Both principles are true, relevant, and useful for understanding consumer behaviour - especially when they work together. The challenge, and opportunity, is to apply the most relevant approaches and tools to best understand, explain, and change consumer behaviour in different contexts.

Ipsos Point Of View

At Ipsos we believe the core of Behavioural Science is psychology so our focus is on consumers' mental processes (of which they are not always aware). We are strong advocates of the need to intelligently integrate behavioural science with market research techniques to offer practical solutions to client challenges – driving change.

Why now for behavioural science?

Behavioural science is not a new discipline so why is Ipsos (and the market more generally) focusing on this area now? There is a strong case to be made that it represents a structural change in the market, driven by technology transformation. Consumers' experience of technology is changing our expectations such that we need to rethink the way we measure

The nature of these changes is broad and includes:

Personalisation: Increasing experience of having products and services designed to meet our own specific needs

Need for more psychographic profiling tools

Optimisation: Technology increasingly offers consumers with the opportunity for self-improvement & enhancement


Need for behaviour change strategies

Experiences not things: We are moving to a situation where consumers are less concerned about products and more focused on experiences


Need to measure the psychology of customer experience

Optimising moments: Consumers are expecting brands to help them to maximise passing moods and emotions

Need to measure moods and emotions (often via data trails)

This is leading to fundamental changes in the means we use to understand and measure our behaviour. It is this which helps to explain the rise of behavioural science as a tool to help organisations to better meet the needs of their customers.

The ways we are different

Our market challenging position creates real value for our clients:

  • Distinctive: We have a global network of behavioural science experts allowing us to generate solutions that directly fit our clients challenges.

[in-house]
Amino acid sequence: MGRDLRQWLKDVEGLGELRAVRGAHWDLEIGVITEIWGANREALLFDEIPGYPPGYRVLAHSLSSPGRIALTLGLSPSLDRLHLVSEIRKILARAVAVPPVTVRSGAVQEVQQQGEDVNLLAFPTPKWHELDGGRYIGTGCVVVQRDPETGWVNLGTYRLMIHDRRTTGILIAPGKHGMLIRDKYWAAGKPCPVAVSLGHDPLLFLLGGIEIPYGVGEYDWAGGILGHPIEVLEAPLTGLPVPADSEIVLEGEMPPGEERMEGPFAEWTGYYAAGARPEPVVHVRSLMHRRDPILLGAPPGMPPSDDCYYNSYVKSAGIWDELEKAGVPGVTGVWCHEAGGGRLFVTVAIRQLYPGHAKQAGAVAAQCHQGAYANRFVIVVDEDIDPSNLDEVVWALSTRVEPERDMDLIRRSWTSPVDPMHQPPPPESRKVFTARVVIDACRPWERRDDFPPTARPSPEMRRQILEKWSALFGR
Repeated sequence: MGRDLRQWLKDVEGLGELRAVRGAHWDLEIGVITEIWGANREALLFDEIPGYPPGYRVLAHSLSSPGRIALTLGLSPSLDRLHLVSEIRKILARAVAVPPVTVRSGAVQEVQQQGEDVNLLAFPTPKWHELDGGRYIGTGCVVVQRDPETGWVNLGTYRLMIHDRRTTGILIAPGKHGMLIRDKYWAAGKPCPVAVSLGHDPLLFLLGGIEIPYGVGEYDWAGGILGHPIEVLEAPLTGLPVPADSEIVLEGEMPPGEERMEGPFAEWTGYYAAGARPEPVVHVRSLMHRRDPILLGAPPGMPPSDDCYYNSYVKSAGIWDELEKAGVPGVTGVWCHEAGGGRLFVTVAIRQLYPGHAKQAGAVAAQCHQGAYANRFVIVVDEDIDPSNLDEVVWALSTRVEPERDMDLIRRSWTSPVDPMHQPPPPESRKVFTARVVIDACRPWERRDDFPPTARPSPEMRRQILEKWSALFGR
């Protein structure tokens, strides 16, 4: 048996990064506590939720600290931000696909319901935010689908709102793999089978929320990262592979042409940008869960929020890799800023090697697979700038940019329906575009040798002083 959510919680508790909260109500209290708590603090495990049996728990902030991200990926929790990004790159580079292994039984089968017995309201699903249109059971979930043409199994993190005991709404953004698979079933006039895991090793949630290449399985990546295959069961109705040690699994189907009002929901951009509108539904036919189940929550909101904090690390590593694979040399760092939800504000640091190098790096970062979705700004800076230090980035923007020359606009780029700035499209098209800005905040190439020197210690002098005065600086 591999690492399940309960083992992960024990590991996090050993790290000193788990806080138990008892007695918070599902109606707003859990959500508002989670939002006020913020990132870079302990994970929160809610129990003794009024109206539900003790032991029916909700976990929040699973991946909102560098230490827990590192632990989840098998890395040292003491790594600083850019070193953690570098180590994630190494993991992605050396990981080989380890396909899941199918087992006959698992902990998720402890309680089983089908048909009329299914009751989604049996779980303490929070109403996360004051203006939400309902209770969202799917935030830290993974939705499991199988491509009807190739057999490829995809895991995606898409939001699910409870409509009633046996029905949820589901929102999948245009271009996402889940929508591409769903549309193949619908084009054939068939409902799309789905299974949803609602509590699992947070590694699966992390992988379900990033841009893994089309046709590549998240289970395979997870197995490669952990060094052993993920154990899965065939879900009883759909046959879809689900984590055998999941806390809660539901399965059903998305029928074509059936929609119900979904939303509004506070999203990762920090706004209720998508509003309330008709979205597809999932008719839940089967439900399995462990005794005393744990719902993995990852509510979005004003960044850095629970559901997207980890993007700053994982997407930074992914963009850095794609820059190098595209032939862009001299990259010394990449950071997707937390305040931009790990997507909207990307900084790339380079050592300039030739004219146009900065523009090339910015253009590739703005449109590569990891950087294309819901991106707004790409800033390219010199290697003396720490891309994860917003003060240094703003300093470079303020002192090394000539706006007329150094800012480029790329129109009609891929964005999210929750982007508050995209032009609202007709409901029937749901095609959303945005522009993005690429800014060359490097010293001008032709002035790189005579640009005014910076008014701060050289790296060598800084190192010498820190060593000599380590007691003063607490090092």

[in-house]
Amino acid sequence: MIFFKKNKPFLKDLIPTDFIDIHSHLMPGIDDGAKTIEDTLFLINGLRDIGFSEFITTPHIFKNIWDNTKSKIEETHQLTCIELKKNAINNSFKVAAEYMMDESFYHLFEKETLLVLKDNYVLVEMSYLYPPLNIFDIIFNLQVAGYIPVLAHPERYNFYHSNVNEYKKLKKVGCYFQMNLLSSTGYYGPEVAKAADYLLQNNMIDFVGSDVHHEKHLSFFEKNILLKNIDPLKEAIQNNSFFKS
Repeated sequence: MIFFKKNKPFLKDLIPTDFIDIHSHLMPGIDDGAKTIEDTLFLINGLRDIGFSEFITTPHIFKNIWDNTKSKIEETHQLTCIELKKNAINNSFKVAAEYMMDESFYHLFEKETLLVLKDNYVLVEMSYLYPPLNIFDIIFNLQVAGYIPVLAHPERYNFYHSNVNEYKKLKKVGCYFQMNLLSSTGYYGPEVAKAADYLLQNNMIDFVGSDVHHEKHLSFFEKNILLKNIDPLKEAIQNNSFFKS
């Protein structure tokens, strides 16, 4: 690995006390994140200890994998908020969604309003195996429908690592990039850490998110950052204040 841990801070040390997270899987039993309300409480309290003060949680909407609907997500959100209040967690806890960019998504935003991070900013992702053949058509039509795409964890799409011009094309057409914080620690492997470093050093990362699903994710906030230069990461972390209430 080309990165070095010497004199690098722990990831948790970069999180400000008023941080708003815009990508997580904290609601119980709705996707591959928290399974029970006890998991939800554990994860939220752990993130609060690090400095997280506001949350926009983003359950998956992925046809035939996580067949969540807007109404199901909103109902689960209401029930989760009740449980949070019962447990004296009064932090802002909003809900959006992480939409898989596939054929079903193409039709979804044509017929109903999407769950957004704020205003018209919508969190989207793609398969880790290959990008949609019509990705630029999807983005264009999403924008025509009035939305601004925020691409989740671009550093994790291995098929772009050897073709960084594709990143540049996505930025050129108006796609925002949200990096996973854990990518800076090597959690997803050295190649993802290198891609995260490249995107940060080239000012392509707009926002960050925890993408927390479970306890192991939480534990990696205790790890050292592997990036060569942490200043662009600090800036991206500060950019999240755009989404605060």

• Integrative: We combine behavioural science and market research to provide total consumer understanding – with an intelligent narrative on what approach each contributes
  • Driving ROI: Our research drives action – we create tangible and sticky behaviour change
  • Scalable: Our behaviour science approaches are designed to be executed at scale in order to meet the needs of our clients

Ipsos has long been leaders in the use of innovative research methods to create value for our clients. Behavioural science is set to be a key means for Ipsos to continue this tradition.

Best reading

There are a wide range of books that focus on the aspect of behavioural science which is around system 1'. These include

Thinking Fast and Slow – Khaneman, Nudge – Cass Sunstein and Richard Thaler, Predictably Irrational – Dan Ariely

But there are also a range of ways in which behavioural science at Ipsos goes 'beyond system 1' – as outlined above, we have a wide range of ways in which we are developing new measurement techniques to reflect these changing needs.

To this end, recommended reading includes the following articles:

This article outlines the need for a more nuanced narrative about how we mix behavioural science and market research: Why Do I Like Pillows?

This article outlines the way technology is reshaping FMCG (and calls for a wider range of measurement tools): Are FMCG Companies Facing Their iPhone Moment?

This article discussed different models of understanding humans and relates this to market research and behavioural science: Mapping a new direction